Manuscripts being what they are, it sometimes happens that parts of them can no longer be read at all or with the usual degree of confidence. The markup of such sections – whether they be long or short – is discussed here.
The relevant tags are:
Sometimes a letter, a word, a phrase or even a whole passage cannot be transcribed with certainty
because we cant work out what the element or elements in question are. The
marks up such text.
"Unclear" text in the corpus may be the product of one of three processes:
- the ink may have faded
- someone may have retraced text
- someone may have tried to amend the original
These three processes are encoded in the
The following examples demonstrate the
<unclear> tag in use:
Probably the most frustrating experience of a transcriber is when he has to admit defeat: so great is the degree of damage to his text that nothing whatsoever can be read. One of the reasons for such damage is that a hole has developed in the manuscript. But not all holes are the product of wear, tear and rodents. Some were present when the scribe began his task.
To our mind, the difference between a naturally occurring hole and one which developed after the text
was written is important enough to merit separate tags: there may be loss of information if damage
occurred after the text was written but there is no information loss if the damage was pre-existing.
We have, however, complied with the TEI guidelines and encoded both possibilities with the catch-all
The types of damage which we have encountered fall into three groups. These are encoded with the
natural hole: typically found in a piece of skin through which passed one of the legs of its original owner; the text continues the other side of the hole
unnatural hole: due to a variety of reasons, e.g. water, mice or other pests; some text may have been lost
cropped: an unfortunate consequence of subjecting the manuscript to a binders knife; some text will have been lost
In the transcriptions, therefore, complete
<damage /> tags have one of following three
<damage type="natural hole" />
<damage type="unnatural hole" />
<damage type="cropped" />
The TEI guidelines allow for describing various other attributes of a damaged area, such as its size
and who or what was responsible for it. Of particular relevance to our project was the size of a damaged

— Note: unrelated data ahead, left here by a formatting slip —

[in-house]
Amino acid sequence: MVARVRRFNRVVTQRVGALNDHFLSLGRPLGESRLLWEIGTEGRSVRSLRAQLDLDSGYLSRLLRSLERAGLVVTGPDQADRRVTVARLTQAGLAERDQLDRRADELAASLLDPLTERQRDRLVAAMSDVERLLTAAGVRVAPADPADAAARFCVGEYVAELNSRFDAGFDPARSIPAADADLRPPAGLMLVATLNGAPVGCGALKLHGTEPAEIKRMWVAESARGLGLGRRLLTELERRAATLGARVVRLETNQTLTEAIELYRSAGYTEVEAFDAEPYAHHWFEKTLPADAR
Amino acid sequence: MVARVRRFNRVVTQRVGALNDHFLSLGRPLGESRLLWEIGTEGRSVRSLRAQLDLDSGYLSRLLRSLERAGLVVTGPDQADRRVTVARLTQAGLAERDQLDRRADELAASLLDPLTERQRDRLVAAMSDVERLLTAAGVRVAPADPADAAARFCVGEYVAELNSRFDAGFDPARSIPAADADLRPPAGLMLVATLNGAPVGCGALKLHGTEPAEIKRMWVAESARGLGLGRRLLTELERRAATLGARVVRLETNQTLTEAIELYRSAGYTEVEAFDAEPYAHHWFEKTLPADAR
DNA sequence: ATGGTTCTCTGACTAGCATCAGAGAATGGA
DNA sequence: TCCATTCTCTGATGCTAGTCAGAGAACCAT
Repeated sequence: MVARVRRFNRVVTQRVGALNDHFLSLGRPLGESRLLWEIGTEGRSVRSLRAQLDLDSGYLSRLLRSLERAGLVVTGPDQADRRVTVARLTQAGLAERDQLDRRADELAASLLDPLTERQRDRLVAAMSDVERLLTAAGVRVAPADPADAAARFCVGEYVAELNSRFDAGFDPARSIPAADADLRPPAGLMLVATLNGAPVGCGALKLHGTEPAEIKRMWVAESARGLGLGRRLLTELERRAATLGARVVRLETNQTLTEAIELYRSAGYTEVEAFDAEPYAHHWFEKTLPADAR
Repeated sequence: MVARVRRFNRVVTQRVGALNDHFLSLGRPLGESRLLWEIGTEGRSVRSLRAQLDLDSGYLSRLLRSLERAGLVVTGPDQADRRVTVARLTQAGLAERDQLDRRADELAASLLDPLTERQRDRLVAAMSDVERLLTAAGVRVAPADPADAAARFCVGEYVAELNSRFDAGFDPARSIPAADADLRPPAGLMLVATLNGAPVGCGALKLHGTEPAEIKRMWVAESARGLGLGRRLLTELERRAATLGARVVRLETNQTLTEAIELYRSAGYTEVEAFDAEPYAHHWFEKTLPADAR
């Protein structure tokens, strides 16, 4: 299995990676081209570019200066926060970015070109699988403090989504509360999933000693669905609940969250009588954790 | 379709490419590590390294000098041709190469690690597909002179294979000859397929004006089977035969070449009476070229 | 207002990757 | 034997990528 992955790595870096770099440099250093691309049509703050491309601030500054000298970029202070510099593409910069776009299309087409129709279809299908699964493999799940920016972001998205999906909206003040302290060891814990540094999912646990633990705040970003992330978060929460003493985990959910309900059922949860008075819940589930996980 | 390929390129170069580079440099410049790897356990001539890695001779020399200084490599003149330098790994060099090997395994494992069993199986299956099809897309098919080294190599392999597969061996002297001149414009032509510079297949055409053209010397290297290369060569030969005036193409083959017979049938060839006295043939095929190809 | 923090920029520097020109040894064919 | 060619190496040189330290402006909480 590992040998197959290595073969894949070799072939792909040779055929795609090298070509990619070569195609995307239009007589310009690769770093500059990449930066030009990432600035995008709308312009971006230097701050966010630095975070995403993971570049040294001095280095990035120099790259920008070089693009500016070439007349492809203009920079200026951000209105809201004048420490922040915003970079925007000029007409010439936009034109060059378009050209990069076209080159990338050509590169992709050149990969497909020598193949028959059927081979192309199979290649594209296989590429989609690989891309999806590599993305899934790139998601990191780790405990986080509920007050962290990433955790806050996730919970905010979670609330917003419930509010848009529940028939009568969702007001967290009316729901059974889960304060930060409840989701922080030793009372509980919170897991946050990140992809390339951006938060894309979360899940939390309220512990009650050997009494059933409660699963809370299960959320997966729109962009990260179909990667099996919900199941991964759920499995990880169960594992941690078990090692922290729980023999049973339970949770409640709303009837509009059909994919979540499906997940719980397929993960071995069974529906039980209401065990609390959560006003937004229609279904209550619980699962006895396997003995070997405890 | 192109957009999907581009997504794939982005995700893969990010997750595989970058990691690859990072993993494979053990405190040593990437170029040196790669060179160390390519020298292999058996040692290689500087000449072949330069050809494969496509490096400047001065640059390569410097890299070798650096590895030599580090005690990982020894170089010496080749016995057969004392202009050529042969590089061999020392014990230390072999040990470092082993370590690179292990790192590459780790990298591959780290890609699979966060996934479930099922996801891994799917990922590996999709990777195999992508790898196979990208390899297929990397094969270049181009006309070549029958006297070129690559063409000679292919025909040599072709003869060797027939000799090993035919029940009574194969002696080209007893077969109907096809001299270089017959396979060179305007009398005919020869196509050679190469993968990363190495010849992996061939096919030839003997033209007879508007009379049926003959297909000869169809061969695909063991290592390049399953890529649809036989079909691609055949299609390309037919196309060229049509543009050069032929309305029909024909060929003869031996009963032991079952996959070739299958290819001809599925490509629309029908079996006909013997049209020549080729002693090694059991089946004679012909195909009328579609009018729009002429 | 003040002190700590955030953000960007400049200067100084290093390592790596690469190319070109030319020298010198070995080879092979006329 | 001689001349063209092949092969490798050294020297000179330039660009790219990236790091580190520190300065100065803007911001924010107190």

area, which could be defined with an
extent attribute. However, to have accurately measured
these spaces would not only have been costly and time-consuming, but would also have detracted us from
our primary task – to transcribe the texts. We therefore leave such matters to others.
<gap /> indicates a point where weve been obliged to omit material in a transcription
because the text is illegible.
<damage />, the TEI guidelines list several attributes which may be used in conjunction
<gap />. Again we decided that the most practicable course of action for the present
project was to forgo the details so that we could devote our main energies to transcribing.
Sometimes a scribe has left an atypical amount of space in a text. This happens most often when we
have a gap which was clearly intended for a word or an ornate initial capital which was never added.
The presence of such significant space is encapsulated by
Editorially supplied text
<damage> typically and
<gap> always encode parts of a manuscript which for
some reason are no longer there or have become illegible. But the existence of damage does not mean
that all is lost. Comparing a text with other related texts may enable us to be reasonably confident
that we know what has been lost. Text between
<supplied> signifies such text.
reason attribute indicates why the text has had to be supplied:
binding: the text has been swallowed up by the binding
cropped: the text has been cut, probably by a binders knife
damage: the text has been damaged
illegible: the text cannot be read
sic: the text is missing because of scribal error
Two typical examples would be:
<w><supplied reason="illegible">y</supplied></w><w><supplied reason="binding">y</supplied></w>
Supplied text is typically the product of team consenus. We have not claimed such additions by putting
our names to them. Sometimes, however, supplied text is the product of a previous researcher. The provenance
of such additions is indicated by the
resp attribute. In the Peniarth 46 manuscript, for example,
resp attribute records that the text was supplied by J. Gwenogvryn Evans:
<w><supplied reason="illegible" resp="Gwenogvryn">y</supplied></w>